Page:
Those present Saturday at the eighth annual Waxahachie Chautauqua Assembly in and around the Chautauqua Auditorium in Getzendaner Park took part in a tradition of learning and exploring the world of ideas as a caring and interconnected community.

Each assembly celebrates a particular subject by entertaining and educating attendees. This year’s theme invited participants to “experience the magic, mystery and the power of the wind.”

The assembly began with a performance by “So Noted,” a Waxahachie men’s vocal ensemble, followed by opening ceremonies that featured Waxahachie Chautauqua Preservation Society president Alan Maples and Waxahachie Mayor Joe Jenkins.

Opening ceremonies also included a visit from Capt. Getzendaner, played by Alan Searsy of the Waxahachie Community Theatre. Getzendaner reminisced of a time when West End Park, later renamed Getzendaner Park in his honor, was host to events for veterans, firemen’s picnics and family reunions.Those present Saturday at the eighth annual Waxahachie Chautauqua Assembly in and around the Chautauqua Auditorium in Getzendaner Park took part in a tradition of learning and exploring the world of ideas as a caring and interconnected community.

Each assembly celebrates a particular subject by entertaining and educating attendees. This year’s theme invited participants to “experience the magic, mystery and the power of the wind.”

The assembly began with a performance by “So Noted,” a Waxahachie men’s vocal ensemble, followed by opening ceremonies that featured Waxahachie Chautauqua Preservation Society president Alan Maples and Waxahachie Mayor Joe Jenkins.

Opening ceremonies also included a visit from Capt. Getzendaner, played by Alan Searsy of the Waxahachie Community Theatre. Getzendaner reminisced of a time when West End Park, later renamed Getzendaner Park in his honor, was host to events for veterans, firemen’s picnics and family reunions. “Then in 1899 things really got exciting,” Getzendaner said. “A group of citizens made a grand presentation.”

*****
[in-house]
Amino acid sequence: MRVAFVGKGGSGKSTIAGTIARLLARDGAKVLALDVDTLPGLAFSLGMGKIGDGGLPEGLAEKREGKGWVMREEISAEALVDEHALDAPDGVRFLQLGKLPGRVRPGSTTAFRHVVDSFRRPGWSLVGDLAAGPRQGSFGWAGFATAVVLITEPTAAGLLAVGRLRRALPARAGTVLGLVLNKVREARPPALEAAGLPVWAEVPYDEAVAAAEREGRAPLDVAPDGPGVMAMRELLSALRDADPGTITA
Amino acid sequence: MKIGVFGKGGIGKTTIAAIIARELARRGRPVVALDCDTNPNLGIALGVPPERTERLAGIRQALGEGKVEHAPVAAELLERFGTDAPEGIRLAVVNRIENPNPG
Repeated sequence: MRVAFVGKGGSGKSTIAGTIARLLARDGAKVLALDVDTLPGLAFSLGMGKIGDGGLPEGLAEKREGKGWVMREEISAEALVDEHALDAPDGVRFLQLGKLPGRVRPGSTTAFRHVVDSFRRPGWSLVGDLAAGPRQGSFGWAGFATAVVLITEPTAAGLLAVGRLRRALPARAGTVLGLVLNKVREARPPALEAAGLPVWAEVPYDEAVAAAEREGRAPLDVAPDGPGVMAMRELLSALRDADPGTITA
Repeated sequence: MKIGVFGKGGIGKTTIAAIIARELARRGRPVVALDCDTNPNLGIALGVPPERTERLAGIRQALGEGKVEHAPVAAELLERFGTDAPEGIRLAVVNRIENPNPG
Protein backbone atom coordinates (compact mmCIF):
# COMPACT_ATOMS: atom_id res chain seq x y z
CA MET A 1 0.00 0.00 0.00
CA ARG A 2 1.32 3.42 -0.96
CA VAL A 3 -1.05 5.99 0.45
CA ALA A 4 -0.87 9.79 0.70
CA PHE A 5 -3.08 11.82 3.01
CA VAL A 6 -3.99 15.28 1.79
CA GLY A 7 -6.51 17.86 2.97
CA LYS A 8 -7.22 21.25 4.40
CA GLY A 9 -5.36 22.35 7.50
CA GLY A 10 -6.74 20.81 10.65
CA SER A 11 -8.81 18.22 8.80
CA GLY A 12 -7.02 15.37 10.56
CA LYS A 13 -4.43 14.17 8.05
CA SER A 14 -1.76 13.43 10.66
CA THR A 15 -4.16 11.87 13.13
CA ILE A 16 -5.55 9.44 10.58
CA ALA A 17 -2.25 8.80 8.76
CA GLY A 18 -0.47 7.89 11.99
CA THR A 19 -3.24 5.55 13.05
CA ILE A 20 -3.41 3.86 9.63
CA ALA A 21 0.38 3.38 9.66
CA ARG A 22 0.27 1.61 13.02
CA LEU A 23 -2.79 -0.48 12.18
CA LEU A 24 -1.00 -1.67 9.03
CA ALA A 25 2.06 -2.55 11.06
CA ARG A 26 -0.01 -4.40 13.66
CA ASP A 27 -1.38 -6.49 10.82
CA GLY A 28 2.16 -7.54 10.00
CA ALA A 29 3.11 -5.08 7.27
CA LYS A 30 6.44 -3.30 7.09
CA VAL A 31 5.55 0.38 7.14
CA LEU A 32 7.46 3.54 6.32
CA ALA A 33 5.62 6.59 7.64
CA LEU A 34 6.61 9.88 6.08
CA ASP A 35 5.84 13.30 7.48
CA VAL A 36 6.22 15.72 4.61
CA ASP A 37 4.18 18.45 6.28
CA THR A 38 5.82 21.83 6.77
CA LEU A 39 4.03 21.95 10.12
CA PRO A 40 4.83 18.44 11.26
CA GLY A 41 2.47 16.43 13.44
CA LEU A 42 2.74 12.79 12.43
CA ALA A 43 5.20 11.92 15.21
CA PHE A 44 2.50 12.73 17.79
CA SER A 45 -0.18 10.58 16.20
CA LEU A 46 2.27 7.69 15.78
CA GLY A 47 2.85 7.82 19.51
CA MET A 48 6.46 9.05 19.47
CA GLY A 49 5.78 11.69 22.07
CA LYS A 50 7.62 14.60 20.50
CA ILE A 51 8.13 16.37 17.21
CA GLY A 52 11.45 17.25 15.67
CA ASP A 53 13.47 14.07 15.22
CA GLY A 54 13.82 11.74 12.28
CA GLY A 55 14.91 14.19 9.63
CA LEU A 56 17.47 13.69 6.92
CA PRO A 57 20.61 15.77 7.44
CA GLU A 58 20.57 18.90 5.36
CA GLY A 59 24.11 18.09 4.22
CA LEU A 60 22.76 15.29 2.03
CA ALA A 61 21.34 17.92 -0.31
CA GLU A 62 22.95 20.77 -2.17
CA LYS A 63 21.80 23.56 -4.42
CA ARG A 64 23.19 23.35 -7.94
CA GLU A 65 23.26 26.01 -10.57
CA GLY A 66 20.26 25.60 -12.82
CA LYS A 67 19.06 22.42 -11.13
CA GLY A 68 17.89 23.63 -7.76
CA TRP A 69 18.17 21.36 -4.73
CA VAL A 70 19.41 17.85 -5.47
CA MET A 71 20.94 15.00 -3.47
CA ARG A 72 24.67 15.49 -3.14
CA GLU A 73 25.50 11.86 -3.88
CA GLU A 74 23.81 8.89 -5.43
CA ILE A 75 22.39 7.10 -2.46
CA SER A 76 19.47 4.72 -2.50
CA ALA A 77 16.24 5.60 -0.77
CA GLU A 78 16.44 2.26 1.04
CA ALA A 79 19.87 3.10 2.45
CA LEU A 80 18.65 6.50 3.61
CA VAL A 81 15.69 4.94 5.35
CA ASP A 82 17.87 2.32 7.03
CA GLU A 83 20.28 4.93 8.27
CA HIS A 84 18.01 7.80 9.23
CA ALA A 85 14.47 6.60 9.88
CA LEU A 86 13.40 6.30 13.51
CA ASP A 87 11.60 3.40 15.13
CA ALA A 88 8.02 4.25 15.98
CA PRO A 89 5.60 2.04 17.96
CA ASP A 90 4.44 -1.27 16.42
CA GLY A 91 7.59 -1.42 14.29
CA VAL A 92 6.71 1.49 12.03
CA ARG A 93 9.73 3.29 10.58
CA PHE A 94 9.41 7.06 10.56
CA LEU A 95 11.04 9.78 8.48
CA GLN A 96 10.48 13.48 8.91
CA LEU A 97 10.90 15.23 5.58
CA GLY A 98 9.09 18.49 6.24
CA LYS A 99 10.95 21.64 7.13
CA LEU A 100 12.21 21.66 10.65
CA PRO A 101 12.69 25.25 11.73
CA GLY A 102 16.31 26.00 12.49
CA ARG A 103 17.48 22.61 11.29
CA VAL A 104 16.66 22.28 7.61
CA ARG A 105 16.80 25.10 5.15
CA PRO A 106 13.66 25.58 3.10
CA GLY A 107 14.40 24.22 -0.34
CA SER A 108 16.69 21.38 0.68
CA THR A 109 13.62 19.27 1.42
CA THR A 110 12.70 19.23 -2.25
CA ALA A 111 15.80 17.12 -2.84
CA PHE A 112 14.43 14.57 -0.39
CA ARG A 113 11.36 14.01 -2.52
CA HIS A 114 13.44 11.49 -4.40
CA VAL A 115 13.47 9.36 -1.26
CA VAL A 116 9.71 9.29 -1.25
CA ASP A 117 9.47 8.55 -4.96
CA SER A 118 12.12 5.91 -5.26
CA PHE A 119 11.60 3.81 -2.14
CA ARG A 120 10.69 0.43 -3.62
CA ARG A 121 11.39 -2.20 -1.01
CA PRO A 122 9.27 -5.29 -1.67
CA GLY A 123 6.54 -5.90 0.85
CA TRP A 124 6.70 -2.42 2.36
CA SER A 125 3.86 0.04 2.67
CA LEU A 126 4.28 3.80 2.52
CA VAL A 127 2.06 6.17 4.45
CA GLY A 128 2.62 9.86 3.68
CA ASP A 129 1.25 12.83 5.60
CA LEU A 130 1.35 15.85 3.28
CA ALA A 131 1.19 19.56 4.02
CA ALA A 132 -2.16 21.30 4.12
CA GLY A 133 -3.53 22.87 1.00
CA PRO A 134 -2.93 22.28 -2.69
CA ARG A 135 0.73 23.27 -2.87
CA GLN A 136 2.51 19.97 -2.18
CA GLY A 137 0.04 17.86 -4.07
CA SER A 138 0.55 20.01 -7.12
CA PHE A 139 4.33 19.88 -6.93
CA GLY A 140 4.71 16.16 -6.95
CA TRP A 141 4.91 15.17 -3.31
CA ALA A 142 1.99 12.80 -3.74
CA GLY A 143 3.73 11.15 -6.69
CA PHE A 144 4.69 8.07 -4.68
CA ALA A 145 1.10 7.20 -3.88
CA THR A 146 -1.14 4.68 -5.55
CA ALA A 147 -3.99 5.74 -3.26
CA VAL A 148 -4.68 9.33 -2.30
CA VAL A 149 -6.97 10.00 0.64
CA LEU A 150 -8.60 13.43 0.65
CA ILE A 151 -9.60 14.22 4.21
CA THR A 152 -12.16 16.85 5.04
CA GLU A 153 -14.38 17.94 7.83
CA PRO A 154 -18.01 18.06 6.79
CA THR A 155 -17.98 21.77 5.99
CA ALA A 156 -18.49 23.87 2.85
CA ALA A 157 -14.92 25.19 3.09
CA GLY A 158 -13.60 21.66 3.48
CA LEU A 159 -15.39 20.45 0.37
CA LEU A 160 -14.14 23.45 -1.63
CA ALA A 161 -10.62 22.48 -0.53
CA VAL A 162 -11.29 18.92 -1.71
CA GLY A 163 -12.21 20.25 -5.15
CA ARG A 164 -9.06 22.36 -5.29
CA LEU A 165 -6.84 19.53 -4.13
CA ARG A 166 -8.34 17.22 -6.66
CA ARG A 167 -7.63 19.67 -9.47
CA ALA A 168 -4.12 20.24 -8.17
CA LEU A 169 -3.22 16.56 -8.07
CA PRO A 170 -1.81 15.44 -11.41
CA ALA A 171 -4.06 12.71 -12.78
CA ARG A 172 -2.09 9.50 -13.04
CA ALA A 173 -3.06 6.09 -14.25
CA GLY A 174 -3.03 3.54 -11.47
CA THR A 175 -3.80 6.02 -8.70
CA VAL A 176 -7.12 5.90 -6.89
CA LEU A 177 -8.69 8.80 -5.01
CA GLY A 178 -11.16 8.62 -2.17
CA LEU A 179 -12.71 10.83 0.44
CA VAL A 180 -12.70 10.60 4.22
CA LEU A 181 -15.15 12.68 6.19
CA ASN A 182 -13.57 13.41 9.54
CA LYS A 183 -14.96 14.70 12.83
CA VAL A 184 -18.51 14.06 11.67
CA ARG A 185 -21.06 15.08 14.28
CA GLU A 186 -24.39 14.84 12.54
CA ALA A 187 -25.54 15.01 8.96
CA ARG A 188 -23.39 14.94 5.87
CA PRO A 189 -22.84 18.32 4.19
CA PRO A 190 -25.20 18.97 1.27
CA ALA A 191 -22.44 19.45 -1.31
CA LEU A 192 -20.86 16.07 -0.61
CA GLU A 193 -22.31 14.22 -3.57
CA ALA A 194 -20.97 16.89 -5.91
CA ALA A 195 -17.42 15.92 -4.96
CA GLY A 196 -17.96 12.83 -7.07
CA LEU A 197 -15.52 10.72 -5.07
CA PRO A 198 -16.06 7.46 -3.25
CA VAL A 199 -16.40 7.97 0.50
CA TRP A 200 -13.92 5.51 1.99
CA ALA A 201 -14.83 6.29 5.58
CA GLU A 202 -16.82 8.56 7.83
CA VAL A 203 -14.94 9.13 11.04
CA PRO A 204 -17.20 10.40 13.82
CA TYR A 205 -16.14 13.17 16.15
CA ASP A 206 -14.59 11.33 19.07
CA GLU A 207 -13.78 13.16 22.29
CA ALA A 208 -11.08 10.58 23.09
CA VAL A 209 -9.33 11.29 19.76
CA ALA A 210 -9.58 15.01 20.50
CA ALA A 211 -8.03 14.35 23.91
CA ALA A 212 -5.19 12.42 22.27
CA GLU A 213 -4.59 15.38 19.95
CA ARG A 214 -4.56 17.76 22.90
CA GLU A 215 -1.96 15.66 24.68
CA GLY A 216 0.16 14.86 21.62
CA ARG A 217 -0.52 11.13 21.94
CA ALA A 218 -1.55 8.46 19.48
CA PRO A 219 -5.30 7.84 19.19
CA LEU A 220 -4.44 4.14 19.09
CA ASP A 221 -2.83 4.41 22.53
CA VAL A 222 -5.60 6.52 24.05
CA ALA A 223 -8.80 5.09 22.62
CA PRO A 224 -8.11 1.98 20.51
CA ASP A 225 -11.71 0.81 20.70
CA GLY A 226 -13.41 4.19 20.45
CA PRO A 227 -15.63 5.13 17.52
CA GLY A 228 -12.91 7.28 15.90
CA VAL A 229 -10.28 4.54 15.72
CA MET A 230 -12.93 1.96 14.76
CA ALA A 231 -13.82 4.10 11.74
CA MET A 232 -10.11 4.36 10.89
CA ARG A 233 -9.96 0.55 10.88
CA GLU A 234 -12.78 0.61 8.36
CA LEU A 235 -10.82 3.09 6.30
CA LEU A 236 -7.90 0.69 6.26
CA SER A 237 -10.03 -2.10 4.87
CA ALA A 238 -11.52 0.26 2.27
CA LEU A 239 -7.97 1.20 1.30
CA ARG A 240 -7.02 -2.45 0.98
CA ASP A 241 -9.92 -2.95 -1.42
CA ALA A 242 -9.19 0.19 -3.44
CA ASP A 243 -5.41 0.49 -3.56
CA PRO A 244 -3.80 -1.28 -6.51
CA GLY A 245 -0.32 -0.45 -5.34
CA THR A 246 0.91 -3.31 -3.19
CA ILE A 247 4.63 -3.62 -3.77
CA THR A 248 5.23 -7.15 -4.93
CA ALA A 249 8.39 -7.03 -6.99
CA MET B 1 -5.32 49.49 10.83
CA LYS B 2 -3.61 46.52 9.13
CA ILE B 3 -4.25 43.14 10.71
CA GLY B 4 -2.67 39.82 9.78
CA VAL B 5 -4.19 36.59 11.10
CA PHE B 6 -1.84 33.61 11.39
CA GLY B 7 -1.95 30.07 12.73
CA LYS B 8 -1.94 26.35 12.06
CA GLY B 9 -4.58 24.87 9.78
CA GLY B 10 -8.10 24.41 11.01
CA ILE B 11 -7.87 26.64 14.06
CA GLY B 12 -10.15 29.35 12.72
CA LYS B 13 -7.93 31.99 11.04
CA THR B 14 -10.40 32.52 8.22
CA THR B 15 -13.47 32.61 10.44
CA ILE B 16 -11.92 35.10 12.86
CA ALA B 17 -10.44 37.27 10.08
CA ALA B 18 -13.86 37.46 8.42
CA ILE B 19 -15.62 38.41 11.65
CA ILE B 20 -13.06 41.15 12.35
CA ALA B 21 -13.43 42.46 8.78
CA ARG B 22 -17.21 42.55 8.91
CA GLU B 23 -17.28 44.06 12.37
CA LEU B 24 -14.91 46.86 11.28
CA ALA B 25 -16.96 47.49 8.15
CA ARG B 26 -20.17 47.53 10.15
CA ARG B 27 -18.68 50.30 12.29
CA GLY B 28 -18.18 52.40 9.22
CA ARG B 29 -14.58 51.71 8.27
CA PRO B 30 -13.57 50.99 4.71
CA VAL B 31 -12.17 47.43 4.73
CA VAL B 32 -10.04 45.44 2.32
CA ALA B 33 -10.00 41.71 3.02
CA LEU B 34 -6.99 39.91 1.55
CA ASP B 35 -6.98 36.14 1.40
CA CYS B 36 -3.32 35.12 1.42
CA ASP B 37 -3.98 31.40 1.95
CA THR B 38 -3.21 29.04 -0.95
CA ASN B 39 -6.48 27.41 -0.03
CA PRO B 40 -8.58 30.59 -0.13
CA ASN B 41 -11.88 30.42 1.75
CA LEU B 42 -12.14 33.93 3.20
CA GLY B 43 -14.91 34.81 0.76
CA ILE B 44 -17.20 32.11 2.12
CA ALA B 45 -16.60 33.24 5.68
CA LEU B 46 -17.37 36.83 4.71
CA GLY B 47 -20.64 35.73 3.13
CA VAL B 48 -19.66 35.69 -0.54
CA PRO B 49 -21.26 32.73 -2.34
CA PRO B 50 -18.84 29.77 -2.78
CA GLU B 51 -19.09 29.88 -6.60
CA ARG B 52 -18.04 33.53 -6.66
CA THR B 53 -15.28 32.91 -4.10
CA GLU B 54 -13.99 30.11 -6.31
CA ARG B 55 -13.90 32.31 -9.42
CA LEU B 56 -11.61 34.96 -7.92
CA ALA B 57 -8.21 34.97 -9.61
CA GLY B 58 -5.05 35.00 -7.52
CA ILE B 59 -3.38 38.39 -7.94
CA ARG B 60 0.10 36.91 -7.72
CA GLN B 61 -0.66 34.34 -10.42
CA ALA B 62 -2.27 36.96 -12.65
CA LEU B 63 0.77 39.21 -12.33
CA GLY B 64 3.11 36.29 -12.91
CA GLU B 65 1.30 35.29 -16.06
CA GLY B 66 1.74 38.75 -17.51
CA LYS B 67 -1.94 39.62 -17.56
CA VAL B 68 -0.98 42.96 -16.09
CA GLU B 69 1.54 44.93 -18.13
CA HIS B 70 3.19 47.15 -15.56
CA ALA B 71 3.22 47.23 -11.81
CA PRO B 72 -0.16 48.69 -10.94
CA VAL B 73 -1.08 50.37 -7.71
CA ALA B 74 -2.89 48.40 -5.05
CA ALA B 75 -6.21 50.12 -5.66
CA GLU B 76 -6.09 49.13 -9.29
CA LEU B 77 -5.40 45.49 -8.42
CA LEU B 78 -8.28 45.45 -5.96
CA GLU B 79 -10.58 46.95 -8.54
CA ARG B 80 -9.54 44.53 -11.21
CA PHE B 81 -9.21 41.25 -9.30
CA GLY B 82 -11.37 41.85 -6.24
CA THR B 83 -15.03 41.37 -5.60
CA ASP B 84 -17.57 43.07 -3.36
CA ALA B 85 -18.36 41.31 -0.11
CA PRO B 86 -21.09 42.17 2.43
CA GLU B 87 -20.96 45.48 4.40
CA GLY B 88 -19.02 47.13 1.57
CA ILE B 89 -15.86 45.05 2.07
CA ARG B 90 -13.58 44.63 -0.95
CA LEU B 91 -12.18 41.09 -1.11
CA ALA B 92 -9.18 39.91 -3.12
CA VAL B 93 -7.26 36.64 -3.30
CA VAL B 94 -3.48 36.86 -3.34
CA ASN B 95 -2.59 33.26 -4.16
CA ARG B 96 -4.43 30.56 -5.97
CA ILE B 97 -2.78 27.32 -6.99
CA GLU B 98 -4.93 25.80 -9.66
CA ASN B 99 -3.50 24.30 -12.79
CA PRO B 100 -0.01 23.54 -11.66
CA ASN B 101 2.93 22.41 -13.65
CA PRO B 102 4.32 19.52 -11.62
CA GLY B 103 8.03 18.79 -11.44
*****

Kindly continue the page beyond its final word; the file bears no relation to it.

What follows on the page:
That presentation proposed that West End Park would be an ideal location for Chautauqua assemblies to be held.

“In October of that year, the front page of Waxahachie Enterprise read, ‘Waxahachie Gets It,’ ” said Getzendaner, saying the main reason Waxahachie was chosen was “the 23 beautifully shaded acres - and more, if necessary” that could be used.

During the early days of Chautauqua, West End Park became a city within a city.

“It (the park) was called ‘little city,’” said Getzendaner, who listed businesses and amenities at the park during Chautauqua to include a restaurant, a two-chair barbershop, a post office and much more.

“We even had night watchmen,” Getzendaner said.

Thousands came to camp - from Texas, Oklahoma and beyond - to hear speakers, see performances, attend Bible studies and participate in everything the event had to offer.

“One year, they dammed up the creek so folks could go boating,” Getzendaner said.

Searsy’s performance also included reading a poem written by a Waxahachie resident about West End Park and the 1903 Chautauqua experience. The first line of the poem was, “Could we find a spot more lovely?”

WFAA-TV Channel 8 meteorologist Steve McCauley took the stage at 1 p.m. to present “Forecasting: Here Comes the Wind!”

As a young boy growing up in West Virginia, McCauley dreamed of being an astronomer, saying this all changed one day when he was hit in the back of the head with hail at the age of 9.

At Texas Tech University, while studying to become a meteorologist, McCauley served as a member of the tornado team. Seven years ago, his first day on the job as meteorologist for Channel 8 was the day of the Fort Worth tornado.

McCauley explained the importance of understanding wind to the group that gathered in the auditorium to learn more on the subject.

“Without understanding wind, you can’t understand weather,” McCauley said. “The wind is very complex.”

McCauley discussed the chaos of the wind, but said that from chaos can come order.

McCauley also read a passage from the Bible, Ecclesiastes 1:6, “The wind goeth toward the south and turneth about to the north; it whirleth about continuously and then returns again to its own course.”

Those in attendance received handouts with a Beaufort Wind Speed Scale and mathematical equations and charts explaining the equation of motion and wind speed.

“Before you can understand chaos, you must speak its language … and I’m talking about mathematics,” said McCauley, saying mathematics is the “universal language.”

Chautauqua was set to continue throughout the afternoon and into the evening, with the day’s activities concluding with a pie social and performance by the Dallas Wind Symphony.

For more information about the Waxahachie Chautauqua Preservation Society, call (972) 937-8887, e-mail info@WaxahachieChautauqua.org or visit www.WaxahachieChautauqua.org.

E-mail Jennifer at jennifer.howell@waxahachiedailylight.com